Review: The Final Season

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This review contains massive spoilers for the final season of Review, and all the proceeding seasons. I urge you to watch the show (it’s only 3 seasons) before reading any further. You won’t regret it.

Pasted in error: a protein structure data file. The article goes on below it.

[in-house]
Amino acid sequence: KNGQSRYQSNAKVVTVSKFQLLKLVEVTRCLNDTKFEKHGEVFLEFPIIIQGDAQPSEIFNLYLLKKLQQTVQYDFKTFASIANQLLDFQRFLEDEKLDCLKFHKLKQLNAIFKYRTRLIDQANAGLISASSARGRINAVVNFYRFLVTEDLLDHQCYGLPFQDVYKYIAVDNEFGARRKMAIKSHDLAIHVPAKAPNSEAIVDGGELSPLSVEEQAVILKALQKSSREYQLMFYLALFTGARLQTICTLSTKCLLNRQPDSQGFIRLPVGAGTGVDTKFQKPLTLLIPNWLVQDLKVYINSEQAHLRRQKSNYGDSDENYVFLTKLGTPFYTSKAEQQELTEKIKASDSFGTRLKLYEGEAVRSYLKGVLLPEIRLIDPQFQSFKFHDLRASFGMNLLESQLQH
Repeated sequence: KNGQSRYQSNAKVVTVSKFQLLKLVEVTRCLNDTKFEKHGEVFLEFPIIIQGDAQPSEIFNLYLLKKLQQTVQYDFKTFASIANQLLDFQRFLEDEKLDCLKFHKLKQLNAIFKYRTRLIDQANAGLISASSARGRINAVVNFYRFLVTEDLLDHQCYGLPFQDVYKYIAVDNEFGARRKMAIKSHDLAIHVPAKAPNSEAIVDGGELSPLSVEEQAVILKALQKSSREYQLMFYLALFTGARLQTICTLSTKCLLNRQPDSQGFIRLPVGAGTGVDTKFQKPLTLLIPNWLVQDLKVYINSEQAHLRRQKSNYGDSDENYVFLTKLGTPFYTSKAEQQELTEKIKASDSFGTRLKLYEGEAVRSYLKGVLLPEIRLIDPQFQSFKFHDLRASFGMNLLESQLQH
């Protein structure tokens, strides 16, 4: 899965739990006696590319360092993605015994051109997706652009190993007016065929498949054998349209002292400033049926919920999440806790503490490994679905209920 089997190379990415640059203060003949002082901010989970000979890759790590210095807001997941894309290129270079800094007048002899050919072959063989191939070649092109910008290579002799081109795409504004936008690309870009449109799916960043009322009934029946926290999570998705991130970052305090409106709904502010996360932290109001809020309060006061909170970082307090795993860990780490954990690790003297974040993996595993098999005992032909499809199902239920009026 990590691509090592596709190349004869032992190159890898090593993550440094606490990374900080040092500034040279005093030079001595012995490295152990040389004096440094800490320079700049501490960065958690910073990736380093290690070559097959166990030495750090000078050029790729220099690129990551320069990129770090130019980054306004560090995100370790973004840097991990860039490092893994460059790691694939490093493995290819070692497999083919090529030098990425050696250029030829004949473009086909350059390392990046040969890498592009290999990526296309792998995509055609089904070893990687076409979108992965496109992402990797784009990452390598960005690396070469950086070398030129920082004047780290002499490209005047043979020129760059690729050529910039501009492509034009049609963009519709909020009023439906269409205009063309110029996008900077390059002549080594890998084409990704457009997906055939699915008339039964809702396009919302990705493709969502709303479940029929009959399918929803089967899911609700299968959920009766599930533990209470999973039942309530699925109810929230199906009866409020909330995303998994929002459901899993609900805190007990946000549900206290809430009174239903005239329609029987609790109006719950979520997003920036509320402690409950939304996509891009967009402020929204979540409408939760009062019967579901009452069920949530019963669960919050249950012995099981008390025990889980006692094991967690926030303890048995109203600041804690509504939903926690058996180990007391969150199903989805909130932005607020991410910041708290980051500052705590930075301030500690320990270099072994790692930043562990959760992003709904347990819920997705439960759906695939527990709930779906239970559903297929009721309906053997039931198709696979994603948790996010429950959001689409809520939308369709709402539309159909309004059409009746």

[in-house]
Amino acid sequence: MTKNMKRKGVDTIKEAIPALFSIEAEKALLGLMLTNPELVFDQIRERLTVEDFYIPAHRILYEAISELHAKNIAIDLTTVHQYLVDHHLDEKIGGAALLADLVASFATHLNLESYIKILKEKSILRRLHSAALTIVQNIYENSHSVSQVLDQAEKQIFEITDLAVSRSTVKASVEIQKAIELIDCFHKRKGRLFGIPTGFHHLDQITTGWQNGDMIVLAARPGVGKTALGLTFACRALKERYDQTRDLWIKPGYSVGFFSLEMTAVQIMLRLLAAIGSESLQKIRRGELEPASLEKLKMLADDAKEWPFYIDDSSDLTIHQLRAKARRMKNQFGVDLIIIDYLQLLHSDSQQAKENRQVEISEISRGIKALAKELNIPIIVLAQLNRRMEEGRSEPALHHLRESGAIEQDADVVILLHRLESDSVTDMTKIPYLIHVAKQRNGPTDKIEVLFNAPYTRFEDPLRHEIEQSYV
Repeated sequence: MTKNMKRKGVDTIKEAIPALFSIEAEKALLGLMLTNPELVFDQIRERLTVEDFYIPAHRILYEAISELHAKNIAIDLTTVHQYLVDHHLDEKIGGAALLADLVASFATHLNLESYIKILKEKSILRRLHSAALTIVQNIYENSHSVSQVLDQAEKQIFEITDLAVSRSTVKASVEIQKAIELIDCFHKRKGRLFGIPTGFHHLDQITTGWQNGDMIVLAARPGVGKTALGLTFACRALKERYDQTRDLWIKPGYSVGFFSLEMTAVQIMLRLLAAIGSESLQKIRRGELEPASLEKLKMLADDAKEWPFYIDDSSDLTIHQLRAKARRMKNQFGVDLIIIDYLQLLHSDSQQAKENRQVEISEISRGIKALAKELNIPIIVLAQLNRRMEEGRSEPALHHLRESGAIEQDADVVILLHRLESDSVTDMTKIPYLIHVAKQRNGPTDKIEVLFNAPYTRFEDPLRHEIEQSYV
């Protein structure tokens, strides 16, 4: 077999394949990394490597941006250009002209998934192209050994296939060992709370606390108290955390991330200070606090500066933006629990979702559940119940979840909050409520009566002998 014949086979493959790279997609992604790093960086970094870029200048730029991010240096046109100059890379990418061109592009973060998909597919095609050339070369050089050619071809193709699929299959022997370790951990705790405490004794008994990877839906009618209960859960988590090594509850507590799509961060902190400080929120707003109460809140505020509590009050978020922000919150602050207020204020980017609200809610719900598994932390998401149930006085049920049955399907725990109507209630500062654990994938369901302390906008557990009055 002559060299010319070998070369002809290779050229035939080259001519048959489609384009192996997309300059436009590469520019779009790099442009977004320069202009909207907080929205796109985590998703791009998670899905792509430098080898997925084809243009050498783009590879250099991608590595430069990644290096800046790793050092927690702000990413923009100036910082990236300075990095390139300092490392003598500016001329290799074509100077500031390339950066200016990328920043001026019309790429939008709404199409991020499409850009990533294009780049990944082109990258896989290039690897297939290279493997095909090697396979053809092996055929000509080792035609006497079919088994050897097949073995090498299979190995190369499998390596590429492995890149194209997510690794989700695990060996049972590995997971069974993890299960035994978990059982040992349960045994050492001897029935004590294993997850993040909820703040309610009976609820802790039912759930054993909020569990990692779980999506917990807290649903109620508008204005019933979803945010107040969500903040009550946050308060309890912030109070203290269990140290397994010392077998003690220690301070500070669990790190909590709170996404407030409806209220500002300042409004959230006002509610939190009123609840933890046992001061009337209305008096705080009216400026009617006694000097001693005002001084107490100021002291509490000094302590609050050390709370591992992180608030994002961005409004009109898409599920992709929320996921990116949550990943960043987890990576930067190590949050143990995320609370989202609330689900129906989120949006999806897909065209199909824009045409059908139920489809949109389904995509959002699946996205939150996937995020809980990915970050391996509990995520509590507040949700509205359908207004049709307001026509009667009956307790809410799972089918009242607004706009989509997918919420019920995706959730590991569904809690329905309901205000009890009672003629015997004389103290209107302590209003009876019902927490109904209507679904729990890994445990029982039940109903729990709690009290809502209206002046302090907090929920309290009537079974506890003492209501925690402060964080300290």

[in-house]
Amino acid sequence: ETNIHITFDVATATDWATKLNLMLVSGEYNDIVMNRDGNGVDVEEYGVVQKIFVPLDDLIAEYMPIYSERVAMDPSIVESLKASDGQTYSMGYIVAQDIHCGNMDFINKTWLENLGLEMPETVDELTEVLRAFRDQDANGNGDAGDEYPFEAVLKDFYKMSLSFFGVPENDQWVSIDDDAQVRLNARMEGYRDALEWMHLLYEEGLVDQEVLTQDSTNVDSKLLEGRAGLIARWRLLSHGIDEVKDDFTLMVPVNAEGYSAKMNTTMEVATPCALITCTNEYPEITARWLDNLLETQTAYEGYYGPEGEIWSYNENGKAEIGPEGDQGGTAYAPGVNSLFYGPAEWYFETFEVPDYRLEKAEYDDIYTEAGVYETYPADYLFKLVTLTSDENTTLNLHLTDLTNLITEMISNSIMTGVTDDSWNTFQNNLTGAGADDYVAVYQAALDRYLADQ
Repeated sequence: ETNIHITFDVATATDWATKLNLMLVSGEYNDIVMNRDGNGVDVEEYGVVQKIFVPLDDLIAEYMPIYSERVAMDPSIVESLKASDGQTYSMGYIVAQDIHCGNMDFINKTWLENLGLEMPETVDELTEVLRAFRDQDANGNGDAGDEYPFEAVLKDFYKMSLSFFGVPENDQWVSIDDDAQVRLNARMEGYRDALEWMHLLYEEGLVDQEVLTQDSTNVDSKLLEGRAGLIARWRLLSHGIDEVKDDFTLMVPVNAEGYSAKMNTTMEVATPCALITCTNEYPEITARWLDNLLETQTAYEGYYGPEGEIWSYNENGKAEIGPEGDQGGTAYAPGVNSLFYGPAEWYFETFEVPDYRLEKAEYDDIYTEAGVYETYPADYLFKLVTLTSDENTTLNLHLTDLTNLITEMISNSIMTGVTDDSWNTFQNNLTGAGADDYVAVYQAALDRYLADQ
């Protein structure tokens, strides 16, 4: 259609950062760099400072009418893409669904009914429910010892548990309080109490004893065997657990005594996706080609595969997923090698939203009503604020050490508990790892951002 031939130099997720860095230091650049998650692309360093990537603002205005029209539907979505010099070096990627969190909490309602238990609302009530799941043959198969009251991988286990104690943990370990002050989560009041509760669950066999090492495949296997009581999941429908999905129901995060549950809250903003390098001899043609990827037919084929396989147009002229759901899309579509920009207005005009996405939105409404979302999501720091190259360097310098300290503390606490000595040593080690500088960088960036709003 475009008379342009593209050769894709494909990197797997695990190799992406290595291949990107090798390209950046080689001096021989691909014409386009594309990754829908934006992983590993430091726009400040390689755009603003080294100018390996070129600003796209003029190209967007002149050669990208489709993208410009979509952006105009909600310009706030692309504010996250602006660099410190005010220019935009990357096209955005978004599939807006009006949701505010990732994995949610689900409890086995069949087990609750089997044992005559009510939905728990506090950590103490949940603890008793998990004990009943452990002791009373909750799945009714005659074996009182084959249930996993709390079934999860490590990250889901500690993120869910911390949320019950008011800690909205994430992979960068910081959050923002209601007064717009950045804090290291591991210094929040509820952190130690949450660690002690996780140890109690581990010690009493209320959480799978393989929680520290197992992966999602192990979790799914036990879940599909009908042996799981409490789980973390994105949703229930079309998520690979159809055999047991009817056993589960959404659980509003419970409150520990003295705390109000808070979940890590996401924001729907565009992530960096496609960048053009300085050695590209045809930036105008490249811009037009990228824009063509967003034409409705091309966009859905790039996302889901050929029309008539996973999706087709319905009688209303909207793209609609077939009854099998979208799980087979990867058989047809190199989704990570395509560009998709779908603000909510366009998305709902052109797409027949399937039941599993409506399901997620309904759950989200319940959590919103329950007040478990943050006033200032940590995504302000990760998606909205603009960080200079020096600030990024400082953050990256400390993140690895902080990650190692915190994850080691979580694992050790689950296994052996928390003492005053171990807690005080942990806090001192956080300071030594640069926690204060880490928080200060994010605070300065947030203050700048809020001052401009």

Review isn’t, at its core, about reviewing things. Sure, that forms the basis for the life work of ‘life reviewer’ Forrest MacNeil, but it is his life and his actions that the show primarily concerns itself with. It is a character study of a deeply fucked up man and his undying allegiance to a TV show. That said, to say Review doesn’t have anything meaningful to say about the job of a critic would also be to miss something. I think the latter two reviews in Locorito, Pet Euthanasia, Dream prove as much. In Review, Forrest constantly interprets the reviews he’s given according to his own desires. He interprets the review ‘what’s it like to put a pet to sleep’ metaphorically, refusing AJ’s suggestion to sing a cat a lullaby and instead giving it its standard definition; killing a domesticated animal. However, in the very next review of ‘what’s it like to live your dream?’, as if unable to give himself a single happy review, he interprets it literally and reviews recreating a dream he has while asleep. Review recognises that critics bring something of themselves to reviews; us critics (and I realise I’m tooting my own horn calling myself a critic) always bring our own experiences and tastes to what we review. The show Review, for example, is perhaps my favourite tv show ever made, and as such I may ignore any flaws it may have (similarly, when playing games or watching films in a series or by a director whose work I enjoy, I tend to be more lenient). Similarly, our experience of something will be heavily influenced by the conditions in which we experience it. Review pumps both these factors up to 11; when interpreting the review, it seems to only be in a way that will bring him the most misfortune, and when giving the final score, his personal experience is king, with no regard for finding any universal meaning in his reviews. I hope, that in reviewing the final season of Review I can aim to find some justification for why I regard this show to be one of the greatest TV shows I have seen in my TV-watching experience (which, at least in regard to comedies, is embarrassingly large). If, however, this review descends into unadulterated gushing, you’ll just have to bear with me.